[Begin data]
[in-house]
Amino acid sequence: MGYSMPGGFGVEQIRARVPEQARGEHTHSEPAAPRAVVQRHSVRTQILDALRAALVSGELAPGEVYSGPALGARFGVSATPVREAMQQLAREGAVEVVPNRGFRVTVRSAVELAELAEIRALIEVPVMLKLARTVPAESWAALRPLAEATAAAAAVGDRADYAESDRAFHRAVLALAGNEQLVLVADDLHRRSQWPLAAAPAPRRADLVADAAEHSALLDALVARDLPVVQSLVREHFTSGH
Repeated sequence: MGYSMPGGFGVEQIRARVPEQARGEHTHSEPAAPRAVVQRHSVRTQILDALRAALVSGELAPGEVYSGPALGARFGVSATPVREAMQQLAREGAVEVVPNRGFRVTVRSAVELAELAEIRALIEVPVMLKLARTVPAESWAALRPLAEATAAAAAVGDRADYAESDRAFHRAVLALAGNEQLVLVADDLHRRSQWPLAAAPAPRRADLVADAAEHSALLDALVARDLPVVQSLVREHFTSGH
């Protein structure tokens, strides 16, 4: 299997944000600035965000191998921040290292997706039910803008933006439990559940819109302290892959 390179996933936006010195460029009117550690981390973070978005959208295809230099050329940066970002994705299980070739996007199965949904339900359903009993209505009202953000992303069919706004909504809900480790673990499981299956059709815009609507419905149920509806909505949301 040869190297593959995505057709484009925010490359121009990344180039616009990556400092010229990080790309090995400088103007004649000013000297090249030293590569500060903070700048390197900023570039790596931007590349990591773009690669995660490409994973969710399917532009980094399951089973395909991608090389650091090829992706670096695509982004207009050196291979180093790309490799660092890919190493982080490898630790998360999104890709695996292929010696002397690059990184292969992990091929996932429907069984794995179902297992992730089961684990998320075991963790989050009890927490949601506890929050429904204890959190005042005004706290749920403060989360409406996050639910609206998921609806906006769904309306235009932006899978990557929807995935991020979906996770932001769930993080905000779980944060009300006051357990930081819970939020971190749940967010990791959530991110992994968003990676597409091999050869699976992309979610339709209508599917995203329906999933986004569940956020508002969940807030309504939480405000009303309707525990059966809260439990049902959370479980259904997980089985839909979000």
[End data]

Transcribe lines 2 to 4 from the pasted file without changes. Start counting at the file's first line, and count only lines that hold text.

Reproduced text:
Amino acid sequence: MGYSMPGGFGVEQIRARVPEQARGEHTHSEPAAPRAVVQRHSVRTQILDALRAALVSGELAPGEVYSGPALGARFGVSATPVREAMQQLAREGAVEVVPNRGFRVTVRSAVELAELAEIRALIEVPVMLKLARTVPAESWAALRPLAEATAAAAAVGDRADYAESDRAFHRAVLALAGNEQLVLVADDLHRRSQWPLAAAPAPRRADLVADAAEHSALLDALVARDLPVVQSLVREHFTSGH
Repeated sequence: MGYSMPGGFGVEQIRARVPEQARGEHTHSEPAAPRAVVQRHSVRTQILDALRAALVSGELAPGEVYSGPALGARFGVSATPVREAMQQLAREGAVEVVPNRGFRVTVRSAVELAELAEIRALIEVPVMLKLARTVPAESWAALRPLAEATAAAAAVGDRADYAESDRAFHRAVLALAGNEQLVLVADDLHRRSQWPLAAAPAPRRADLVADAAEHSALLDALVARDLPVVQSLVREHFTSGH
């Protein structure tokens, strides 16, 4: 299997944000600035965000191998921040290292997706039910803008933006439990559940819109302290892959 390179996933936006010195460029009117550690981390973070978005959208295809230099050329940066970002994705299980070739996007199965949904339900359903009993209505009202953000992303069919706004909504809900480790673990499981299956059709815009609507419905149920509806909505949301 040869190297593959995505057709484009925010490359121009990344180039616009990556400092010229990080790309090995400088103007004649000013000297090249030293590569500060903070700048390197900023570039790596931007590349990591773009690669995660490409994973969710399917532009980094399951089973395909991608090389650091090829992706670096695509982004207009050196291979180093790309490799660092890919190493982080490898630790998360999104890709695996292929010696002397690059990184292969992990091929996932429907069984794995179902297992992730089961684990998320075991963790989050009890927490949601506890929050429904204890959190005042005004706290749920403060989360409406996050639910609206998921609806906006769904309306235009932006899978990557929807995935991020979906996770932001769930993080905000779980944060009300006051357990930081819970939020971190749940967010990791959530991110992994968003990676597409091999050869699976992309979610339709209508599917995203329906999933986004569940956020508002969940807030309504939480405000009303309707525990059966809260439990049902959370479980259904997980089985839909979000």